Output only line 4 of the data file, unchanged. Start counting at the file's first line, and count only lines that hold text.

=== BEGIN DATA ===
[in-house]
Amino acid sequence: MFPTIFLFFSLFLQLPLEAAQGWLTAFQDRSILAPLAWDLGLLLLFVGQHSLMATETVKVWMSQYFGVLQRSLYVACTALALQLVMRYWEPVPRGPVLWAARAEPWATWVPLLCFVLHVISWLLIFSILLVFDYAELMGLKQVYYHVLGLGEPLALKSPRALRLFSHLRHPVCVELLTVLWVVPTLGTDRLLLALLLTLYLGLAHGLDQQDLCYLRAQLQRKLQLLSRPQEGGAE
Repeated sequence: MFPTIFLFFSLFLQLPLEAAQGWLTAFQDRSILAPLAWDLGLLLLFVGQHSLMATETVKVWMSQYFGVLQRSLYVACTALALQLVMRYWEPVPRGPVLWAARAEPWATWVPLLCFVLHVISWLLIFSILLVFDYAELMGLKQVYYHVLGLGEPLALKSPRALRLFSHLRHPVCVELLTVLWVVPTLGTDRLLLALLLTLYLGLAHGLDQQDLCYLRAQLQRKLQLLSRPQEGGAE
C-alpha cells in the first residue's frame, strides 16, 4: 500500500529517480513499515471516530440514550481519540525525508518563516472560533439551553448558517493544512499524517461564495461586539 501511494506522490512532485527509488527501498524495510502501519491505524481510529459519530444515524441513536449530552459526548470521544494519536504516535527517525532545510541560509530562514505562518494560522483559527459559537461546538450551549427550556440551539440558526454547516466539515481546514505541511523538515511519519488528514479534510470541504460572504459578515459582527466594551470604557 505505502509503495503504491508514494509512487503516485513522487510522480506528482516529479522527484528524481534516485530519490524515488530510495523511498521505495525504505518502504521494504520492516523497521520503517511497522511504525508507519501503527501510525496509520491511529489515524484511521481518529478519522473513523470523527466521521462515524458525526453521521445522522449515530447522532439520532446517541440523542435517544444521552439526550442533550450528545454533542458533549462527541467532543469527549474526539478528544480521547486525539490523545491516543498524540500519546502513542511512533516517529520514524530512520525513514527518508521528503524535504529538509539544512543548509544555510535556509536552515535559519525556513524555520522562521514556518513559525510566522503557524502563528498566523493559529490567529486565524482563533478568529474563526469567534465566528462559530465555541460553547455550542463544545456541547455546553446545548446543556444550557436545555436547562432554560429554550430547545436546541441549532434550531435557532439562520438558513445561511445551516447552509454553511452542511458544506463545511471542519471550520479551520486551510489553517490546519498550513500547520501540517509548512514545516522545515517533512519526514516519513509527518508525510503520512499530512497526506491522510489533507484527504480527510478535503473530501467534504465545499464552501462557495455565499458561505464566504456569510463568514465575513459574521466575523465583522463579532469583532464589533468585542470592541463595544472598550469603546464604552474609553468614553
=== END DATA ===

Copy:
C-alpha cells in the first residue's frame, strides 16, 4: 500500500529517480513499515471516530440514550481519540525525508518563516472560533439551553448558517493544512499524517461564495461586539 501511494506522490512532485527509488527501498524495510502501519491505524481510529459519530444515524441513536449530552459526548470521544494519536504516535527517525532545510541560509530562514505562518494560522483559527459559537461546538450551549427550556440551539440558526454547516466539515481546514505541511523538515511519519488528514479534510470541504460572504459578515459582527466594551470604557 505505502509503495503504491508514494509512487503516485513522487510522480506528482516529479522527484528524481534516485530519490524515488530510495523511498521505495525504505518502504521494504520492516523497521520503517511497522511504525508507519501503527501510525496509520491511529489515524484511521481518529478519522473513523470523527466521521462515524458525526453521521445522522449515530447522532439520532446517541440523542435517544444521552439526550442533550450528545454533542458533549462527541467532543469527549474526539478528544480521547486525539490523545491516543498524540500519546502513542511512533516517529520514524530512520525513514527518508521528503524535504529538509539544512543548509544555510535556509536552515535559519525556513524555520522562521514556518513559525510566522503557524502563528498566523493559529490567529486565524482563533478568529474563526469567534465566528462559530465555541460553547455550542463544545456541547455546553446545548446543556444550557436545555436547562432554560429554550430547545436546541441549532434550531435557532439562520438558513445561511445551516447552509454553511452542511458544506463545511471542519471550520479551520486551510489553517490546519498550513500547520501540517509548512514545516522545515517533512519526514516519513509527518508525510503520512499530512497526506491522510489533507484527504480527510478535503473530501467534504465545499464552501462557495455565499458561505464566504456569510463568514465575513459574521466575523465583522463579532469583532464589533468585542470592541463595544472598550469603546464604552474609553468614553